Ten years ago, Gogi Gupta started a business at the Cambridge Innovation Center with little more than a computer and an abundance of ideas about how music labels could do a better job marketing their artists online. Today, his company Gupta Media has 43 employees and is a major player in the music industry, running digital marketing for every major star, including all the top nominees at Sunday’s Grammy awards.
His work for Taylor Swift, Sam Smith, Sia and other best-selling artists is featured in today’s Boston Globe. BetaBoston sat down with Gupta to talk about getting started as an entrepreneur, pitching to clients and making water disappear from a cup.
Why did you start your own company?
After I got out of Cornell University, I was fired once and laid off twice. That was devastating. But I also learned something important. I am not very good at working on someone else’s ideas. I realized I wanted to work for myself, and explore the intersection between technology and advertising. I felt we could merge people’s passion for music with advertising online, so I started working on that.
How did you find your first real customer?
I started on the publishing side, trying to help some of my favorite sites monetize their traffic. I worked for Fark.com, which is a bit like Reddit, kind of the granddaddy of all these sites. I reached out to the owner and said that I wanted to help. That site was so popular I wanted to figure out why it was so hard to generate revenue from that. I’ll admit, the “sell side” is much harder than being on the “buy side.” You are much more restricted in what you can sell. I like control and options, I guess that’s a thing with entrepreneurs, so I like the buying side much better. One of our first music clients was Hollywood Records, part of Disney Music Group. Things took off from there.
How do you pitch your agency to clients?
I tell them: if we are not 10 times better than others then don’t pay us. We are 100 percent data-driven, so the number one thing is that we are transparent about the performance for every ad unit we push out. If you buy an ad from us, you’ll know exactly how it’s doing. We provide our clients real-time data for every ad unit.
You spent eight years at the CIC. Why?
Yes! I think I am the only one who moved to every floor that Tim Rowe built. In the beginning, I could “fake” success by showing potential hires the amazing views and conference rooms, and borrow some of the exciting culture that Tim had created. We absolutely loved being at CIC, it was home. After eight years, we had knocked down every wall Tim would let us and had simply outgrown the space. It was tough to leave, but having our own space has been great.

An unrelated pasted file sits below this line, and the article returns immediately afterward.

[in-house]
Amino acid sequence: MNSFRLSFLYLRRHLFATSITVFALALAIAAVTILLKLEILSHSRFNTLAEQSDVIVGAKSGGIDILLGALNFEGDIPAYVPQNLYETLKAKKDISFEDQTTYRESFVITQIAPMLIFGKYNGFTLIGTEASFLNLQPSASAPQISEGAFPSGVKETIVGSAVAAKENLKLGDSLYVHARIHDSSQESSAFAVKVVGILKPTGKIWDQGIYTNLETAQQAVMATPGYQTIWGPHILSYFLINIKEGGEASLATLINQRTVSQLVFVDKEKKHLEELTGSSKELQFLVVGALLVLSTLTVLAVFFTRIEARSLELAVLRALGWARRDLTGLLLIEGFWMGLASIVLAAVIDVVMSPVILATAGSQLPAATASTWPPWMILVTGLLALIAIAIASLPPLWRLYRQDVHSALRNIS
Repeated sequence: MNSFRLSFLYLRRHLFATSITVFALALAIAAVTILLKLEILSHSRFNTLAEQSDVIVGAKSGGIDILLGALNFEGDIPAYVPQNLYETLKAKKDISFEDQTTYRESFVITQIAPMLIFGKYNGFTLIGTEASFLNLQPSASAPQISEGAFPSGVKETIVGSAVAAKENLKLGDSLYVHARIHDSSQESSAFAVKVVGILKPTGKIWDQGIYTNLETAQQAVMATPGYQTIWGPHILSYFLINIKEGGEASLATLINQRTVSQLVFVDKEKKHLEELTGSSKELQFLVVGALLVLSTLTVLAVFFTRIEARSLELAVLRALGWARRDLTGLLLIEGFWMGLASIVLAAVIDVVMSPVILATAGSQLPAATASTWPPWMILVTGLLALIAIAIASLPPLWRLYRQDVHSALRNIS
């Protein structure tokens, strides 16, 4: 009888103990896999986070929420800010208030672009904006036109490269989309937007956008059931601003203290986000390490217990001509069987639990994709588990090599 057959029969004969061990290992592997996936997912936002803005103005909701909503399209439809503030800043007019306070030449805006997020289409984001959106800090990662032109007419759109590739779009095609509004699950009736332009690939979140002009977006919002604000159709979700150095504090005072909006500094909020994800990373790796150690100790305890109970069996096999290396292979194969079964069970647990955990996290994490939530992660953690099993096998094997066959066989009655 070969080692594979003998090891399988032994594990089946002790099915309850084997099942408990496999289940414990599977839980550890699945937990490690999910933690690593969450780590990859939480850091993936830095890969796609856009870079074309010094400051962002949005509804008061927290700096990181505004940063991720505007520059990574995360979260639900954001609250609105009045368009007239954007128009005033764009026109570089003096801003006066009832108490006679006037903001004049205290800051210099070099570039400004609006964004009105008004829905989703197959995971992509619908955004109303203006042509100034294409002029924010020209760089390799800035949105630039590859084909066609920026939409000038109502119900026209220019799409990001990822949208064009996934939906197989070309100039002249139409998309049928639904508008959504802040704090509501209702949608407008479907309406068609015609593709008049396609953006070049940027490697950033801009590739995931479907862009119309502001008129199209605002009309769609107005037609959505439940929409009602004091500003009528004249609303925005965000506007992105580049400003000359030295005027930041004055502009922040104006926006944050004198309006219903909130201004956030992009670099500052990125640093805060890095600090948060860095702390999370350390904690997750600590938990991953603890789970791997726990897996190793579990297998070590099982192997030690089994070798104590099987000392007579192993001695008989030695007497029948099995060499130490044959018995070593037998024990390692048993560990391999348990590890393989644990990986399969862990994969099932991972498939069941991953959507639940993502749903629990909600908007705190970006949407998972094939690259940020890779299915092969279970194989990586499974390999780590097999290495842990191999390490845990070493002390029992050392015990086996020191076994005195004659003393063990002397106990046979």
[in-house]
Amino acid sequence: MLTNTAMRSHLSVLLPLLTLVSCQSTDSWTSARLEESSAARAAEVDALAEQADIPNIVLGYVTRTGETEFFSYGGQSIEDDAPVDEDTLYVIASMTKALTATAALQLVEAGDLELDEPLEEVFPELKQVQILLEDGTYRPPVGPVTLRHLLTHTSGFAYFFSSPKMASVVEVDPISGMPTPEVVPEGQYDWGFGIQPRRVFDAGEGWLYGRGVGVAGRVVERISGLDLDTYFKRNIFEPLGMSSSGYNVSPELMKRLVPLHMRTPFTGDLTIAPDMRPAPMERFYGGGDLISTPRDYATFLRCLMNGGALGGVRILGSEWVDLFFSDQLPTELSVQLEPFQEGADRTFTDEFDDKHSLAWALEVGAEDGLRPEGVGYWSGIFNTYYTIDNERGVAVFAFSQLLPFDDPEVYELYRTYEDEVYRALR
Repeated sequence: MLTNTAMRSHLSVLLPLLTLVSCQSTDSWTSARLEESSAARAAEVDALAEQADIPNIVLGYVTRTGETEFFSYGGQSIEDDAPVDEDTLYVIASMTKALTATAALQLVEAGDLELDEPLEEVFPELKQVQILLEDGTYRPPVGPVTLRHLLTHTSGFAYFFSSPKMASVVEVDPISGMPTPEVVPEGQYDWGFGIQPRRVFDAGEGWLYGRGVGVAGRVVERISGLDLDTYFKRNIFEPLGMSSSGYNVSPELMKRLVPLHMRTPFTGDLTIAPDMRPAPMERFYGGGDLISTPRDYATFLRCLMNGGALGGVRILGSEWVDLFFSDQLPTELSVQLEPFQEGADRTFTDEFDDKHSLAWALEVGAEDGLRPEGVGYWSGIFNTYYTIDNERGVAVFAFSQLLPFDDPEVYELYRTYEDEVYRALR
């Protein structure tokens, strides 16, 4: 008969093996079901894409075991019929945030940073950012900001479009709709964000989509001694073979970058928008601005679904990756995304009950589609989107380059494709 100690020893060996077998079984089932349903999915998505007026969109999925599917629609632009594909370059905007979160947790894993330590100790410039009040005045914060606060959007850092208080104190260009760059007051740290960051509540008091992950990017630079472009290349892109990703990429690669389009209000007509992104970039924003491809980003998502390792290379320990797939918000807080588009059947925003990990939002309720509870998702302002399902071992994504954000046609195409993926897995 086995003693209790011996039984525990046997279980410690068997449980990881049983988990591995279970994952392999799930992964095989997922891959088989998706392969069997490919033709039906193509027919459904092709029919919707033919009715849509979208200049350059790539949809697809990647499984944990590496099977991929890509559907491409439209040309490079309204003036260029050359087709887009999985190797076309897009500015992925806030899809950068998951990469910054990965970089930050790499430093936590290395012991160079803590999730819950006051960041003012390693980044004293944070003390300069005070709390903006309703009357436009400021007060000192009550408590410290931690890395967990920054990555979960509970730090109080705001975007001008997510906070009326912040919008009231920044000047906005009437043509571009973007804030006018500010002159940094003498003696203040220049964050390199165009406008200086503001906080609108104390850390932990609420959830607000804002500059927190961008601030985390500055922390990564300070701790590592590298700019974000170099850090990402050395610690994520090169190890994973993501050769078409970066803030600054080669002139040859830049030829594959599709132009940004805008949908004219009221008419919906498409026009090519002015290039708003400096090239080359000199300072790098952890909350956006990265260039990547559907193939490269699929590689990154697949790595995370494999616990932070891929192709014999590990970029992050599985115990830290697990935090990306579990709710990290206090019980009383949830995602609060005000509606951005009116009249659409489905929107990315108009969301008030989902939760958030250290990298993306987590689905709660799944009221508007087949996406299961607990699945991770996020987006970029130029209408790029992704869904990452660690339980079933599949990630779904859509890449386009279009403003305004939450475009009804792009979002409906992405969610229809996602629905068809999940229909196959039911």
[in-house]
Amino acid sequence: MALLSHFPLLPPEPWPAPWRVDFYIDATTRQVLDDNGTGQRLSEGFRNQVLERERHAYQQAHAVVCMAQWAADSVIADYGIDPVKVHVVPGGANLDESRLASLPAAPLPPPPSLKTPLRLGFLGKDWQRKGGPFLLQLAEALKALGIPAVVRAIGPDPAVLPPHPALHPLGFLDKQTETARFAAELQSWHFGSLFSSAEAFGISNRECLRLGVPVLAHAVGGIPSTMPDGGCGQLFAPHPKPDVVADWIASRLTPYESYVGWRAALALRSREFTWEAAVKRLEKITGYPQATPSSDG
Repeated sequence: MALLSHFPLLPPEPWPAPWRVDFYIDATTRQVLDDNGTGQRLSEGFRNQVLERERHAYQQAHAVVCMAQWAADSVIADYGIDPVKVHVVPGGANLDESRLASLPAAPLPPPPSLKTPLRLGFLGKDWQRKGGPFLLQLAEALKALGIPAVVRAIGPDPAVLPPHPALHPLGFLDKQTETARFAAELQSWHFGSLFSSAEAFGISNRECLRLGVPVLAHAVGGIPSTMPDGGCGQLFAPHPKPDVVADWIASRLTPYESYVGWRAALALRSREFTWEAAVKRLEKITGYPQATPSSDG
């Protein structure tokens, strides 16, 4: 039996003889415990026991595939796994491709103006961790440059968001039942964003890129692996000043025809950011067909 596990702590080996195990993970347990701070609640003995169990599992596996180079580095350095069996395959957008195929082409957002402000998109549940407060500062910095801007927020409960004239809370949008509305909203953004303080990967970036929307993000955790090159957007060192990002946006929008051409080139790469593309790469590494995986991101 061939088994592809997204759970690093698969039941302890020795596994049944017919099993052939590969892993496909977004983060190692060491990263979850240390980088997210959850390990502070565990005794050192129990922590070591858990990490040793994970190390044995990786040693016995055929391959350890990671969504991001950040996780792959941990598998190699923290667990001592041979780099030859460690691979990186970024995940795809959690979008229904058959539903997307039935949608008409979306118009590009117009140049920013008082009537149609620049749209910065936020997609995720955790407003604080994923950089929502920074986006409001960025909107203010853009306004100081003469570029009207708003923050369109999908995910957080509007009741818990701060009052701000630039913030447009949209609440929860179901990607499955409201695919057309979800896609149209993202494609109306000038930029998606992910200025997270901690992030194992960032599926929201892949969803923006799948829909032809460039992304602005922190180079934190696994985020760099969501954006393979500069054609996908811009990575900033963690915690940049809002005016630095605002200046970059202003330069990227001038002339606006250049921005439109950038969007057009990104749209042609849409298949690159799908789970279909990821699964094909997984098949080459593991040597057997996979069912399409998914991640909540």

What is one of the problems the music industry faces that you are working on?
Too many fans, not enough customers. In 2010, for example, Eminem had 32 million fans on social media, Facebook, Twitter and others combined. His album, Recovery, was the best selling album that year. He sold 2.7 million copies of his album that year. That sounds great, until you realize he sold his music to only nine percent of his fans. My goal is to move that number to 15 percent.
How do you do that?
Our approach is as old as advertising — we want to put the right ad in front of the right people at the right time. Our methodology is called the Four Pillars, which focuses on four types of advertising that are proven to work. 1) Search. When you search for Sam Smith on Google, we put an ad for his music above your search results. With one click, you can buy his songs. 2) Retargeting. You have engaged with an artist by watching her video or sampling one of her songs. We’ll show you ads that make it easy for you to buy her music. 3) Connected fans. You like an artist on social media and we’ll present you with ads for new songs, concert tickets, album sales. 4) Previous buyers. We try to make it as easy as possible for you to buy the music or festival tickets you like, or direct you to your preferred music platform, for example.”
Was there a moment when you realized: I’ve made it?
Yes. In December 2010, Sony hosted an internal summit for its executives in Miami. There were four outside speakers: the heads of iTunes, VEVO, Spotify, and me. I knew that it was a once-in-a-lifetime audience and that my presentation had to be different. I decided to open with a magic trick. I walked out into this massive ballroom, took the CEO’s bottle of water and poured it into a cup. I asked the audience if they had ever “poured their media budget and not gotten anything out” and flipped over the cup to show that the water had disappeared. To this day, no one really remembers what any of us guest speakers said, but everyone remembers the trick.
What’s the next big change for the music industry?
2015 will be the year of streaming. We are moving from a transactional model, where you buy a song or album, to an access model, where you buy the right to listen to millions of songs. It’s about competing for your fans’ time and mindshare. There are only so many hours of the day to listen to music, and the artists that get fans to choose to listen to them, over all the other options, will end up on top.